8:19 am – just now waking up.
There had been no alarm making an unwelcome announcement that the day needed to begin at 6:30 am or even earlier.
No phone rang with a missionary seeking an answer to a question about his companion or one of their investigators or about his or her health.
The room still was dark. The hotel curtains wonderfully kept the daylight on the outside of the window, rather than allowing it inside.
I guess that all of the people lined up in the lobby of the mission home the previous afternoon, one or two of whom had tears in their eyes, really did mean that our mission was completed and we were starting our trip home.
So, as I lay on the bed in our hotel room in Hong Kong, I reflected on the past three years.
I remember that one of my best friends, Cliff Potter, remarked when he completed his service as a mission president, that it had been the hardest thing he ever had done. I think I understand.
First, and perhaps foremost, in our memories will be the missionaries. Though our mission was not particularly large in the number of missionaries – we averaged about 75-80 missionaries at any one time over the term of our service – there always seemed to be an issue which needed attention or assistance. We loved watching them grow and learn how to be more effective in the service of Heavenly Father. We loved helping them, correcting them, taking care of their illnesses, and teaching them the Gospel of Jesus Christ.
Prior to beginning our service, I had occasion to spend several informal hours with one of the members of the Quorum of the Twelve. Upon being told that my wife and I were going to preside over a mission, he shared an insight that Preach My Gospel was not really about converting non-members to the Gospel of Christ. Rather, it was about converting missionaries, so that they could then figure out what to teach investigators. Much of the training we conducted was directed toward helping the missionaries gain a greater understanding of the scriptures and the testimonies of Christ contained therein.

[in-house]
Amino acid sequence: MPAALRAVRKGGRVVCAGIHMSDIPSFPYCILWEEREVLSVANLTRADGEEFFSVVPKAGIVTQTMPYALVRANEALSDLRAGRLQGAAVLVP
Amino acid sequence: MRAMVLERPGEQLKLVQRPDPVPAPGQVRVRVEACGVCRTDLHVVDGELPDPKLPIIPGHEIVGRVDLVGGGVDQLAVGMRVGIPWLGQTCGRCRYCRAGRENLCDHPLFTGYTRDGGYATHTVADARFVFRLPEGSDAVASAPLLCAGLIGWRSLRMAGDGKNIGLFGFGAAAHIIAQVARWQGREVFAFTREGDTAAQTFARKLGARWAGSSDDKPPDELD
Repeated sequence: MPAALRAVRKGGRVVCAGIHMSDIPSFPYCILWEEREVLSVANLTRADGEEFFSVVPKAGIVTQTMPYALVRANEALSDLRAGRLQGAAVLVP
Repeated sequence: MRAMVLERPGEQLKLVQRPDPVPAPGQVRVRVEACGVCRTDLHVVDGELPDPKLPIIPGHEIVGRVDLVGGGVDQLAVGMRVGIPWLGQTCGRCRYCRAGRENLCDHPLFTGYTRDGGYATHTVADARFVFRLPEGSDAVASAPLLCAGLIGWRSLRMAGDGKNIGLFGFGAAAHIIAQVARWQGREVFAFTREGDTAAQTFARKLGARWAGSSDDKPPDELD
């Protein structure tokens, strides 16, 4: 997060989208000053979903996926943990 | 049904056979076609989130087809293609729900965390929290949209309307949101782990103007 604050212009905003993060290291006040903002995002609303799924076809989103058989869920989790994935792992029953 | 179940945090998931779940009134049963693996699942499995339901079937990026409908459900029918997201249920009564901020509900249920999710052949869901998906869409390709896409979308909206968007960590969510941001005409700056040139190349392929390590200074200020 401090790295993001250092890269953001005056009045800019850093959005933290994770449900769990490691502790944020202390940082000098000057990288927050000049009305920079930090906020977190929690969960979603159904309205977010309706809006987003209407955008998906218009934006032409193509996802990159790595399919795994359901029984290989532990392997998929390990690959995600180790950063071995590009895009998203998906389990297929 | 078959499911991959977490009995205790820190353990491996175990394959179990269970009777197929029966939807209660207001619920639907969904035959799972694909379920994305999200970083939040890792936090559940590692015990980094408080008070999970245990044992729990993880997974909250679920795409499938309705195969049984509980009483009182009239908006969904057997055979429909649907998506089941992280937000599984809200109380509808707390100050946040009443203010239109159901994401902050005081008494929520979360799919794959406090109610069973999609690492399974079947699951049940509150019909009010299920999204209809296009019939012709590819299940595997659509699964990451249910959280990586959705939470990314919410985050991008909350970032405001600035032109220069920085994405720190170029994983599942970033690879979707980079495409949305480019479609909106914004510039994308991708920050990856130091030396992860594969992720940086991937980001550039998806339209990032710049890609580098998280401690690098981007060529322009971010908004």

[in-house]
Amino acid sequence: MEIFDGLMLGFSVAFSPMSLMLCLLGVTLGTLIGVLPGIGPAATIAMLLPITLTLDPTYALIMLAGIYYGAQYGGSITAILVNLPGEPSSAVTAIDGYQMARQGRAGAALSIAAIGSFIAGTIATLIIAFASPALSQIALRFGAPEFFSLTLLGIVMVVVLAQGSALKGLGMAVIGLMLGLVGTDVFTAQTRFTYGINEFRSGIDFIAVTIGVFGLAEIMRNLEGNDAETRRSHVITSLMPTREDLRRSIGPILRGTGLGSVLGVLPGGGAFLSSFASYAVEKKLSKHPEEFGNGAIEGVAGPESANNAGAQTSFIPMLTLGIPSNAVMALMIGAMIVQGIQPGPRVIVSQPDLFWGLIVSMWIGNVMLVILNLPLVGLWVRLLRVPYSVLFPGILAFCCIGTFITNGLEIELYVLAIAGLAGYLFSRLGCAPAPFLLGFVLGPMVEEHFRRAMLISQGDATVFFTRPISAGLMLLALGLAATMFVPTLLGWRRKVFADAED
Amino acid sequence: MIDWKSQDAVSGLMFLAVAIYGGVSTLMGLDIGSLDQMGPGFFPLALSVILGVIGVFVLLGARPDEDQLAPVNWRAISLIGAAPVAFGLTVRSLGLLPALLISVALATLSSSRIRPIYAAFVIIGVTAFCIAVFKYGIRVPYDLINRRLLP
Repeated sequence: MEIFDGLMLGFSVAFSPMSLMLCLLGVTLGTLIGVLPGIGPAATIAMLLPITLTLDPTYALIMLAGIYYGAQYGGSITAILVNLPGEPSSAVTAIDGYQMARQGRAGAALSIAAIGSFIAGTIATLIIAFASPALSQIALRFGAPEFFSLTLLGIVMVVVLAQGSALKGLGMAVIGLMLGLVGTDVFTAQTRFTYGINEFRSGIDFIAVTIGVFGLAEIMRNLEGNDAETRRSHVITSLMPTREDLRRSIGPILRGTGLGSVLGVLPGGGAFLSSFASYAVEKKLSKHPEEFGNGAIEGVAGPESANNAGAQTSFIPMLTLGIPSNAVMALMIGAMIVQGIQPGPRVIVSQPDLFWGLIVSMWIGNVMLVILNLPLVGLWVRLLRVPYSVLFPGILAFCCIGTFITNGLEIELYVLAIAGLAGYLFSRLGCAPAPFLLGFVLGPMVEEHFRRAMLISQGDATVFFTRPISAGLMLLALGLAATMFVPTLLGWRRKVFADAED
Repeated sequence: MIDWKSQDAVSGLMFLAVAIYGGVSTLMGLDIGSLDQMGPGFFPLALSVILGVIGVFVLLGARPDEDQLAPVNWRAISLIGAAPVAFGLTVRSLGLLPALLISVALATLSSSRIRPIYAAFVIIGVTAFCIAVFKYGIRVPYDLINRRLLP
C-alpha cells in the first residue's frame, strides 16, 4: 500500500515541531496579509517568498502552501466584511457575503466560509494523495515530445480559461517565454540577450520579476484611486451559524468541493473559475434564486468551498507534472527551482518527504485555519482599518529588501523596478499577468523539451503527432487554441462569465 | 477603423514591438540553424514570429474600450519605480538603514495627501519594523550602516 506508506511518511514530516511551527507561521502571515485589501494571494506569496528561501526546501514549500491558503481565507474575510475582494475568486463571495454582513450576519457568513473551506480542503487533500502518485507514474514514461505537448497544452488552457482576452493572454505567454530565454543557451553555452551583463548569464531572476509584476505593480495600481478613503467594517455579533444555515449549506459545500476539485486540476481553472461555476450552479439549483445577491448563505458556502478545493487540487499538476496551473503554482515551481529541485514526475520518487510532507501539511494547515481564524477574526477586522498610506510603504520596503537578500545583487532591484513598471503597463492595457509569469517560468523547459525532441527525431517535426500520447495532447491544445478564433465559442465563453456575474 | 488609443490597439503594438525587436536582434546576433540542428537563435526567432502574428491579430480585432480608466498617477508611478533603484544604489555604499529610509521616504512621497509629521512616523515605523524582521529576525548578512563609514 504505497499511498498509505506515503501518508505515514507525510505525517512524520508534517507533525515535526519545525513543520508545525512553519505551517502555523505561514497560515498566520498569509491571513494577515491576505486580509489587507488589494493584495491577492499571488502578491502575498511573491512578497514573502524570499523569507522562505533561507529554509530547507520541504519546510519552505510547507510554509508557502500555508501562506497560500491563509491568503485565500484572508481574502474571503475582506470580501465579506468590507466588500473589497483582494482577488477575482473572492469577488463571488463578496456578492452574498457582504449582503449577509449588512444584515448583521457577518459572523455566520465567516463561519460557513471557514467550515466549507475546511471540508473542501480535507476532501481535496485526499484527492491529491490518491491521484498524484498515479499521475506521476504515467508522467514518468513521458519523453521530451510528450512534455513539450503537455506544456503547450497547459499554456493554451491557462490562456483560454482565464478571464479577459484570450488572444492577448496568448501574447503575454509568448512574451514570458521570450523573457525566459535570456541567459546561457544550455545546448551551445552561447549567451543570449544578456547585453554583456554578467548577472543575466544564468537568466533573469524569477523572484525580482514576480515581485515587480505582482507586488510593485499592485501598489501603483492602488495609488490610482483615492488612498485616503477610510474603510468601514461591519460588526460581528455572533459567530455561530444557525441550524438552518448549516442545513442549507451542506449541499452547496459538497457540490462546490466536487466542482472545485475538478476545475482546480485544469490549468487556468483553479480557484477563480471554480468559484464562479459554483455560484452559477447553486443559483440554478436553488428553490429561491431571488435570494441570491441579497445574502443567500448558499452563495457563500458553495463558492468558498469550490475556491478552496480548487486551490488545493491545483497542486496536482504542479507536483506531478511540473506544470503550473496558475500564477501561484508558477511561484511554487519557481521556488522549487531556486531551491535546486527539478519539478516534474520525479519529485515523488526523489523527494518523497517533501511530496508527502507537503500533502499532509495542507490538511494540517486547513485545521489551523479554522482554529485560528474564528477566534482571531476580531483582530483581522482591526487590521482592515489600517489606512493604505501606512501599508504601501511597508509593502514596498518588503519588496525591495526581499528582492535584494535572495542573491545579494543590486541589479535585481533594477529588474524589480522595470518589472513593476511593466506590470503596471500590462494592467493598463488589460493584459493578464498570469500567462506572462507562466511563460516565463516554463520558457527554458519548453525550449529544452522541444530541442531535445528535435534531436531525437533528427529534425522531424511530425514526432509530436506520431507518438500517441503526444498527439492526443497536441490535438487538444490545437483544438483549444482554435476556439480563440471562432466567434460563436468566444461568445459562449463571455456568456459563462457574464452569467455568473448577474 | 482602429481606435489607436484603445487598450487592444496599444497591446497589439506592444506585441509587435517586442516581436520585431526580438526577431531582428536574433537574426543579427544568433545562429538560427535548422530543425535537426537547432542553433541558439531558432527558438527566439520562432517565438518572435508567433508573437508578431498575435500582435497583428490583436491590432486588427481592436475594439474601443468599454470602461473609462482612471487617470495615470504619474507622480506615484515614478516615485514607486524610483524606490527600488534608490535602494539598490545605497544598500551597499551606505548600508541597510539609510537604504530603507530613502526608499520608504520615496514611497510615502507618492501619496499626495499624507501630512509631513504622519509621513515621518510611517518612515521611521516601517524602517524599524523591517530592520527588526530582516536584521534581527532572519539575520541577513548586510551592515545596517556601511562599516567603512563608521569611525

|All of our missionaries, with President Russel M. Nelson and Sister Wendy Nelson, Elder and Sister Gong, Elder and Sister Funk, Elder and Sister William, at Hyderabad India|
As we began our service, we were also told that the success of our mission would be measured by the testimonies of the children and grandchildren of those missionaries who served with us. I tried always to keep that in mind. I think we were effective in our efforts to help a testimony and knowledge of the Savior, Jesus Christ, sink deep into the hearts and minds of each missionary with whom we worked.
|Outline for monthly missionary study plan, generated in our Mission Leadership Council|